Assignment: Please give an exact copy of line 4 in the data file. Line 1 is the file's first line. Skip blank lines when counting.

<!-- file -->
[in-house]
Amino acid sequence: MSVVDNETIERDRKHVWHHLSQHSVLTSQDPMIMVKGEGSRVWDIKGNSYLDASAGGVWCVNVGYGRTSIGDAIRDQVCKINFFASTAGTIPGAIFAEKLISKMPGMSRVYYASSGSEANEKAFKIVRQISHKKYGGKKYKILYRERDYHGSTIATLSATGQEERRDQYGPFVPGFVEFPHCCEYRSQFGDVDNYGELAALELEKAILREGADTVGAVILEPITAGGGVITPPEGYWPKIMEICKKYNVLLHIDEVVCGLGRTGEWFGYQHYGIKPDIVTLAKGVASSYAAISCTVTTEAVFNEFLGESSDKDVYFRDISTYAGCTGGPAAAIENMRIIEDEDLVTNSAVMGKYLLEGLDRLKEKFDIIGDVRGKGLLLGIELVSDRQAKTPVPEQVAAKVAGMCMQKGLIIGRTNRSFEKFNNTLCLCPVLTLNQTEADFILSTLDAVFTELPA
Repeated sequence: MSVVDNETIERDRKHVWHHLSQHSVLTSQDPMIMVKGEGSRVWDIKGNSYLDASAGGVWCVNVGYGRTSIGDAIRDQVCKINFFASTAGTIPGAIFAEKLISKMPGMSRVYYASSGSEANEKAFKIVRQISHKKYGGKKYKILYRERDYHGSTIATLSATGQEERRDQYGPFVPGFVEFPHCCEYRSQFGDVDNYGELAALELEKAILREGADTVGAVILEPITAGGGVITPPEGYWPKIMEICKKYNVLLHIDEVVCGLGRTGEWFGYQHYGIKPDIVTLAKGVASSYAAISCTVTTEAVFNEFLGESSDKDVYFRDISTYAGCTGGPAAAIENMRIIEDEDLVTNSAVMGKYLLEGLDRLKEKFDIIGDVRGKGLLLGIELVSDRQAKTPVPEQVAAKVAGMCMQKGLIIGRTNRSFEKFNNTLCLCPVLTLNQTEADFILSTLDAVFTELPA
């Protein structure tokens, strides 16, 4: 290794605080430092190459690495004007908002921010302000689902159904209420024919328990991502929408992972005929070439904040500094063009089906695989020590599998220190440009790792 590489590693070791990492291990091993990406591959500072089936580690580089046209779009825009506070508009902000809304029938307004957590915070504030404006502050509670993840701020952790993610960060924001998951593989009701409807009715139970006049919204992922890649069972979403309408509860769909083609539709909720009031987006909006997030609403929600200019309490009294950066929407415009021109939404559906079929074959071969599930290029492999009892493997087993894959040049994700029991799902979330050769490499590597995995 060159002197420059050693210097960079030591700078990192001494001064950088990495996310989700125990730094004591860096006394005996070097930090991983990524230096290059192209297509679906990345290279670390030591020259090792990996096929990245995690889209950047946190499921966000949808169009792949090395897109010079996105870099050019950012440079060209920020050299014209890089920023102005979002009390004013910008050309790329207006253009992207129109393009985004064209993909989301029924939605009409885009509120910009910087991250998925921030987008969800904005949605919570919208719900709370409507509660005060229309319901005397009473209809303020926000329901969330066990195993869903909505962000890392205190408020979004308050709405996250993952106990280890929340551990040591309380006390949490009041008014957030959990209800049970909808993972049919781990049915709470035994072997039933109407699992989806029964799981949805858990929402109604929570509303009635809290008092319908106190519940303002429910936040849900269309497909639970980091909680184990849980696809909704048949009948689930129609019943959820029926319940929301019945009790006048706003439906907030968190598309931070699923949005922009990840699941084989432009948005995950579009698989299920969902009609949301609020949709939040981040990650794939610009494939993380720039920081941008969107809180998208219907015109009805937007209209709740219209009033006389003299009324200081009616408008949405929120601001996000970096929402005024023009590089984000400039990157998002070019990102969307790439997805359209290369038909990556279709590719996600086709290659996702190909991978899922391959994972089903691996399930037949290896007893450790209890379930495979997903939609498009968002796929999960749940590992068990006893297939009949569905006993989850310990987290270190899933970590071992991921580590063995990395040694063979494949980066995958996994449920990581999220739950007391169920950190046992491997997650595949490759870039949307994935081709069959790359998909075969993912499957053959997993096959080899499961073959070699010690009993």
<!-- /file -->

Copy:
């Protein structure tokens, strides 16, 4: 290794605080430092190459690495004007908002921010302000689902159904209420024919328990991502929408992972005929070439904040500094063009089906695989020590599998220190440009790792 590489590693070791990492291990091993990406591959500072089936580690580089046209779009825009506070508009902000809304029938307004957590915070504030404006502050509670993840701020952790993610960060924001998951593989009701409807009715139970006049919204992922890649069972979403309408509860769909083609539709909720009031987006909006997030609403929600200019309490009294950066929407415009021109939404559906079929074959071969599930290029492999009892493997087993894959040049994700029991799902979330050769490499590597995995 060159002197420059050693210097960079030591700078990192001494001064950088990495996310989700125990730094004591860096006394005996070097930090991983990524230096290059192209297509679906990345290279670390030591020259090792990996096929990245995690889209950047946190499921966000949808169009792949090395897109010079996105870099050019950012440079060209920020050299014209890089920023102005979002009390004013910008050309790329207006253009992207129109393009985004064209993909989301029924939605009409885009509120910009910087991250998925921030987008969800904005949605919570919208719900709370409507509660005060229309319901005397009473209809303020926000329901969330066990195993869903909505962000890392205190408020979004308050709405996250993952106990280890929340551990040591309380006390949490009041008014957030959990209800049970909808993972049919781990049915709470035994072997039933109407699992989806029964799981949805858990929402109604929570509303009635809290008092319908106190519940303002429910936040849900269309497909639970980091909680184990849980696809909704048949009948689930129609019943959820029926319940929301019945009790006048706003439906907030968190598309931070699923949005922009990840699941084989432009948005995950579009698989299920969902009609949301609020949709939040981040990650794939610009494939993380720039920081941008969107809180998208219907015109009805937007209209709740219209009033006389003299009324200081009616408008949405929120601001996000970096929402005024023009590089984000400039990157998002070019990102969307790439997805359209290369038909990556279709590719996600086709290659996702190909991978899922391959994972089903691996399930037949290896007893450790209890379930495979997903939609498009968002796929999960749940590992068990006893297939009949569905006993989850310990987290270190899933970590071992991921580590063995990395040694063979494949980066995958996994449920990581999220739950007391169920950190046992491997997650595949490759870039949307994935081709069959790359998909075969993912499957053959997993096959080899499961073959070699010690009993």